It sparked Ryan's photographic epiphany too, he remembers, a sense of pride enveloping his delicate features. "I mostly stole my mom's clothes and would shoot my family and friends from secondary school in them." Having recently uploaded the first film images he ever shot to his Instagram, a series starring his father Graham reluctantly wearing a pink feather boa alongside his own tailoring, we can see into the early development of his eye. "Back then, I couldn't speak to anyone about fashion," Ryan remembers. "After he moved to London, I would call John. It was exciting to hear about London life because I was so far removed from it. That started the conversation and his critical response was fruitful. It was a dialogue we had over a couple of years before I joined him in the capital and we developed more of a working relationship."

Their shape-shifting working relationship is an intriguing one. John — who finished his MA last May and collected The L'Oreal Prize at the degree show in February by reminding us that sustainable clothing can still be romantic fashion — is the designer and visionary, but Ryan is the creative sparring partner, present at every turn. "I come up with the starting point for the collection. We discuss it and explore the directions we can take it," John explains of their process. "We agree which elements excites us most. From there, we both go out and research." For John Alexander Skelton, a label in which every seam, stitch, and textile is considered, research is everything. It ensures each piece has its own enthralling tale to tell, from repurposed PVC British Navy surplus submariners' coats to rare hand-woven Khadi wool, this is clothing that ignites imaginations.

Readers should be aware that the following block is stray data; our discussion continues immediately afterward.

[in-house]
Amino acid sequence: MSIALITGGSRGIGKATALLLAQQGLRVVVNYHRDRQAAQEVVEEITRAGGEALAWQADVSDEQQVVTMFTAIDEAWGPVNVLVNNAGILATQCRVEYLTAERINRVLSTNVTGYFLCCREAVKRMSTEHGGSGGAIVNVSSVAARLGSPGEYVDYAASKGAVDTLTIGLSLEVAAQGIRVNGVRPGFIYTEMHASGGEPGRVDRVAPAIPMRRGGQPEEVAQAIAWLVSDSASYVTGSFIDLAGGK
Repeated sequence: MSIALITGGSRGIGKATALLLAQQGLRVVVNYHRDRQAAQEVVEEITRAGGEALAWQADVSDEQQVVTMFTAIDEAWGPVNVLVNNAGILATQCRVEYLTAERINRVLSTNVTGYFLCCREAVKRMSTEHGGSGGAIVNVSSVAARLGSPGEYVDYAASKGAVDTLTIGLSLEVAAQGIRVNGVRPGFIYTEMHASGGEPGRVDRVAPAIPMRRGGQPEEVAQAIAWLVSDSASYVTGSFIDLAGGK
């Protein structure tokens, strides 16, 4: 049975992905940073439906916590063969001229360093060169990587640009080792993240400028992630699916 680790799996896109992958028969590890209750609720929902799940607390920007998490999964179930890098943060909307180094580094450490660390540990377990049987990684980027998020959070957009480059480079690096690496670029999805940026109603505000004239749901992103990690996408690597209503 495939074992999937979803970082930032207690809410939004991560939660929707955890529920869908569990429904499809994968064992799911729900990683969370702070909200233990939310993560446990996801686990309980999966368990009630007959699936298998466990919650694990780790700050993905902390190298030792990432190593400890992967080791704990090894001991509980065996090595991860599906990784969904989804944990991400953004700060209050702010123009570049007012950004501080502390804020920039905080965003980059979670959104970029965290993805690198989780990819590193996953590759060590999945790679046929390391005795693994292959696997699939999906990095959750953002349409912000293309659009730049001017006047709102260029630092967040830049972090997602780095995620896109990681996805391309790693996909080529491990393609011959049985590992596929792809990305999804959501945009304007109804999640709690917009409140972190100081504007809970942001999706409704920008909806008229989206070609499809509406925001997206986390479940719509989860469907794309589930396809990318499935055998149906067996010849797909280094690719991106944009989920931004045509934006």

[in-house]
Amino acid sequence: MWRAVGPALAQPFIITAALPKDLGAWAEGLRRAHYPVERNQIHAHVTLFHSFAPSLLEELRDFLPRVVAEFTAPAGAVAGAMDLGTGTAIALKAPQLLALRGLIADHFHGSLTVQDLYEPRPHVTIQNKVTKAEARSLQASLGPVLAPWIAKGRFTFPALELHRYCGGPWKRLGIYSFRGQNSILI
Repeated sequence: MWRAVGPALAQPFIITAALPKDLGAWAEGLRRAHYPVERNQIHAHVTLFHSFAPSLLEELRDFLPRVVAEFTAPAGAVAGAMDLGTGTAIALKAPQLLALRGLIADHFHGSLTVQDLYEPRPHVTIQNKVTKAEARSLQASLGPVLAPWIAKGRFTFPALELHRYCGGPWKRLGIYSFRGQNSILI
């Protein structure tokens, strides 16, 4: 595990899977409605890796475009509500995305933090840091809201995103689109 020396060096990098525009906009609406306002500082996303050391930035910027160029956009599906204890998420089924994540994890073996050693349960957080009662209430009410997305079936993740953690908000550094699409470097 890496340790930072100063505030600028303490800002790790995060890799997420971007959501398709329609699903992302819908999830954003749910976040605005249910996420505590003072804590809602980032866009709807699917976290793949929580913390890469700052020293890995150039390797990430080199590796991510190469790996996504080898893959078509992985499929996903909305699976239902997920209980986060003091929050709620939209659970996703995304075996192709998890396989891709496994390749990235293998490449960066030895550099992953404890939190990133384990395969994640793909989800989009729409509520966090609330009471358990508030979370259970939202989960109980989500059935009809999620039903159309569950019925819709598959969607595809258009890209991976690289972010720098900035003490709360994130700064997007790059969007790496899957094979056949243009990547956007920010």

Read: Step into the surreal seaside world of Rottingdean Bazaar.

Ryan wears coat and trousers John Alexander Skelton. Jumper, shirt and shoes model's own. Hat Stephen Jones x John Alexander Skelton.

"Knowledge is power," Ryan states with a smile. "Giving each other different points of reference is rewarding and pushes us to places we might not have reached in isolation." From the Mass-Observation Project references of his debut collection, to the cotton trade and colonialism of his second, the Skeltons' research is rooted in the shifting socio-political landscapes of their native Yorkshire. "I love this sense of discovery," John explains. "Finding things in libraries, archives, and collections dotted across the country," he continues. As each brother speaks, their shared love of this stage is infectious. "There are always too many potential pockets of interest and they generally lead onto the next collection," John continues. "That's great because it's a continuous conversation. Rather than design disparately, it's far more interesting to delve deeper and to keep exploring." It's this ever-evolving thread that neatly binds each collection.